This mindset plays into the fundamental destructive dynamic of narcissists - that it's all about their needs, that everyone else has to compromise to keep them comfortable, that the world should walk on eggshells in fear of their temper and their disapproval. Partners of these people are already well-trained in how to accommodate their fragile egos. What they need is instruction in how to hold these people accountable, and let them know their sadistic tactics are transparent and unacceptable. This book pays brief lip-service to the idea of accountability, and spends most of the page count instructing people on how to coddle the delicate sensibilities of the poor, damaged narcissist.
Worst of all, it takes the author until page 114 to make the following one-paragraph disclaimer: "This approach is inappropriate with anyone who makes you feel unsafe or abused. [...] If the narcissist in your life is violent, abusive, or threatens your safety in any way, please seek assistance immediately." She then refers to the Domestic Violence hotline, and then promptly returns to descriptions of how to "empathize with" and "re-parent" your poor narcissist. The problem is, this disclaimer implies that physical abuse is the only unacceptable form of abuse. People with true NPD are often flagrant psychological and verbal abusers, but too strategic to resort to physical abuse. In fact, many of the example scenarios later detailed in the book involve or reference verbal abuse. Yet the author says almost nothing about protecting oneself from this kind of abuse, or how to identify what might qualify as abusive behavior. People who are in romantic relationships with full-blown narcissists often don't have an accurate sense of where healthy relationship boundaries should be set. They don't understand what is acceptable or not acceptable treatment in a relationship. Yet the author never defines what might be accepted within a reasonable relationship, and what should not be tolerated.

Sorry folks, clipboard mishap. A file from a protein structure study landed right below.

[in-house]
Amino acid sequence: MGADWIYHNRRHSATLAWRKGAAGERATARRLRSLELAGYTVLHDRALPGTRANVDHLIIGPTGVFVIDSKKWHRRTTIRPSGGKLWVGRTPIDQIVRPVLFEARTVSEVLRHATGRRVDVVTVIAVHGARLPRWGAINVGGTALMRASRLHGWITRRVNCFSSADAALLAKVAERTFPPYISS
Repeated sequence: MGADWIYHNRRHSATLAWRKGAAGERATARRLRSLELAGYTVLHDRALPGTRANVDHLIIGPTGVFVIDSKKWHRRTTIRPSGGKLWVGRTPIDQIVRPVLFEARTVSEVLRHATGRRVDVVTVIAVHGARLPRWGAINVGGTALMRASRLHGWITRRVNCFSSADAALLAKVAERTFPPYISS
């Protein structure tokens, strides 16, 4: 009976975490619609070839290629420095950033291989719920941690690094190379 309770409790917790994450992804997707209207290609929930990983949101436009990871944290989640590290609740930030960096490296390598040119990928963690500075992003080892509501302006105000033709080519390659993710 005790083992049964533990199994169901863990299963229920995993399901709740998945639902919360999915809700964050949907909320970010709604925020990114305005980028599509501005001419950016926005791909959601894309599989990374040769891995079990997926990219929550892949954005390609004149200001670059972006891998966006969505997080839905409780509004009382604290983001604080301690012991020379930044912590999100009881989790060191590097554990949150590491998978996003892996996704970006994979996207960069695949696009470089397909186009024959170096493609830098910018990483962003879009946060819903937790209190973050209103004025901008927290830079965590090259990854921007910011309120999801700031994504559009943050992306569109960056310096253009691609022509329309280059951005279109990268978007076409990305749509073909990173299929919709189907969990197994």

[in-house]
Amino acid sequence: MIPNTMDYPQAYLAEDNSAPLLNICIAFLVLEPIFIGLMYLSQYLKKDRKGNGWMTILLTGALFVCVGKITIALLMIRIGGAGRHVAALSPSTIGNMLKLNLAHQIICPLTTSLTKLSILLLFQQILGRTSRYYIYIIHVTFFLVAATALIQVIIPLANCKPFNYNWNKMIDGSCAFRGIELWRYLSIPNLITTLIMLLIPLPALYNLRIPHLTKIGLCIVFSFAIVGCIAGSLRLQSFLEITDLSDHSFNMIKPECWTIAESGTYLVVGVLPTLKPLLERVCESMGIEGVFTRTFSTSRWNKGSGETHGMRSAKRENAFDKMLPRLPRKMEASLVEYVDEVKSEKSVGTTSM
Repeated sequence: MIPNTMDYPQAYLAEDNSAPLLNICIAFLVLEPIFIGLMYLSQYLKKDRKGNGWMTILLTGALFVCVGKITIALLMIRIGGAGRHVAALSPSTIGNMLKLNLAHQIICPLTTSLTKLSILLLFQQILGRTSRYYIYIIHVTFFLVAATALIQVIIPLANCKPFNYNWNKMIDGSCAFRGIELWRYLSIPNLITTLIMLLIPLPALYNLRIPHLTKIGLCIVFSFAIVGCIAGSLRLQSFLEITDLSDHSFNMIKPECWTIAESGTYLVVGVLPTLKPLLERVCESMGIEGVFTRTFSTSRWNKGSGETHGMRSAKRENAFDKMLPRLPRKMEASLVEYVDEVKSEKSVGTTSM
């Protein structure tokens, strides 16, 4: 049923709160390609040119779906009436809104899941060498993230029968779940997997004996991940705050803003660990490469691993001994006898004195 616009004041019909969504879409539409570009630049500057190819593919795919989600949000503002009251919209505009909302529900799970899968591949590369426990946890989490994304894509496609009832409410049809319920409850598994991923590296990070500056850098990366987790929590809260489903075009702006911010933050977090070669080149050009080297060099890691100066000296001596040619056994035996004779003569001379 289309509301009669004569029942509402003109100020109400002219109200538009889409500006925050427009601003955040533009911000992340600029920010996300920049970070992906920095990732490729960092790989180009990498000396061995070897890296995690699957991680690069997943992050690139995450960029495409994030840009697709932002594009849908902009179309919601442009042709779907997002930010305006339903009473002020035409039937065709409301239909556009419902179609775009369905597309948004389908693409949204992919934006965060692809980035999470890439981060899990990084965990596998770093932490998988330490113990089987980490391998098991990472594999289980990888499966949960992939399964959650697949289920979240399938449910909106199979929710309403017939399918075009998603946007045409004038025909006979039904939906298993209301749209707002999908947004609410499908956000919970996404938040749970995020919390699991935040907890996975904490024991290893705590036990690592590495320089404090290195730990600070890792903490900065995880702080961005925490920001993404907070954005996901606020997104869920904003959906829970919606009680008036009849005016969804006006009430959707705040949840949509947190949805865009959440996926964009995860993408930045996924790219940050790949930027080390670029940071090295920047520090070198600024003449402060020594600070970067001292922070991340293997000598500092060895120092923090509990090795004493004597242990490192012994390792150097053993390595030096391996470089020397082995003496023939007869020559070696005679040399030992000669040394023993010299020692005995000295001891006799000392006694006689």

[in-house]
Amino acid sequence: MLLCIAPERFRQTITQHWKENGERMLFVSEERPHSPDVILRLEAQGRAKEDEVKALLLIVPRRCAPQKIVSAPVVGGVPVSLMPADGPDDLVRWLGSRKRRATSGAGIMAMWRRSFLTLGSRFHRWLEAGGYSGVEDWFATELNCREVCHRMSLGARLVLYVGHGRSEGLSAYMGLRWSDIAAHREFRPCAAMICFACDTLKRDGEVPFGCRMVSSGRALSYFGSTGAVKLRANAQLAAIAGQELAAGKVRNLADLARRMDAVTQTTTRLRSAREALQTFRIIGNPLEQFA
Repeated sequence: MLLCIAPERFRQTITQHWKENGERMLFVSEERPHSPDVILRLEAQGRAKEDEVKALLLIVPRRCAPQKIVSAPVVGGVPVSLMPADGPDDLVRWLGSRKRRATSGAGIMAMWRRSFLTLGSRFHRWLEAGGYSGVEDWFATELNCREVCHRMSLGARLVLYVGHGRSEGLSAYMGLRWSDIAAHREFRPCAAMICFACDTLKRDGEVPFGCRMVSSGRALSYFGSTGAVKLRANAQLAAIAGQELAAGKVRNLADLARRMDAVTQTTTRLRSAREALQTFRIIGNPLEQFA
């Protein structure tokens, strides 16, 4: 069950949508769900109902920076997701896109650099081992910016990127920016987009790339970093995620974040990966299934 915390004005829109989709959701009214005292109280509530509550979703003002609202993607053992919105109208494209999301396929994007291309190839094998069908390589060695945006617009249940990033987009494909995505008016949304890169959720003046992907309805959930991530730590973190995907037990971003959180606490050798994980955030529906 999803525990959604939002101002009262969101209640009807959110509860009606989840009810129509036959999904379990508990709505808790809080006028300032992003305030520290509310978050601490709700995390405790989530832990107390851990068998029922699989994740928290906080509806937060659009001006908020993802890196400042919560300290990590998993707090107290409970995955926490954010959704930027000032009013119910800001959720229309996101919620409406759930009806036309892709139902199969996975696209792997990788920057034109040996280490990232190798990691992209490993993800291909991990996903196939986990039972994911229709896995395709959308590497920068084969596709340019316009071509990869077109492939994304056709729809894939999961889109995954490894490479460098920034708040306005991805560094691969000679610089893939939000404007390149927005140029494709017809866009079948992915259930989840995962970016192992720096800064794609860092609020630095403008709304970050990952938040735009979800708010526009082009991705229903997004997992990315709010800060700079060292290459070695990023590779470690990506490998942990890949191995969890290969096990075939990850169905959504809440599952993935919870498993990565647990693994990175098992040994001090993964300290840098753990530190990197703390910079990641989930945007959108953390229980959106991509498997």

This book was woefully short on the concept of personal boundaries - that everyone has a right to set personal boundaries, or how to set a boundary with someone who habitually violates them. When the subject is addressed, it's done in such a limp-wristed, ineffectual way that it's truly laughable to imagine saying some of the suggested monologues to an actual narcissist. It's also woefully short on ego-strengthening techniques for partners of narcissists, or tools to build a psychological foundation/identity apart from the destructive influence of their narcissist.
In case it wasn't already obvious, this book made me completely furious for being so irresponsibly and poorly written on such a sensitive topic. If it were up to me, I would have this woman professionally reprimanded and her license reviewed.
One smaller note:
As other reviewers have noted, this book is directed almost exclusively at romantic partners of narcissists. There are a few token mentions of narcissistic co-workers. But there's virtually nothing about parent-child relationships, siblings, authority figures, or other relationship dynamics.
Also she operates under an assumption that "If you're reading this book, chances are you've chosen to stay connected to the narcissist in your life." Thus, there's not a lot of material for managing relationships in which one is obligated to stay, despite a desire and justification for leaving.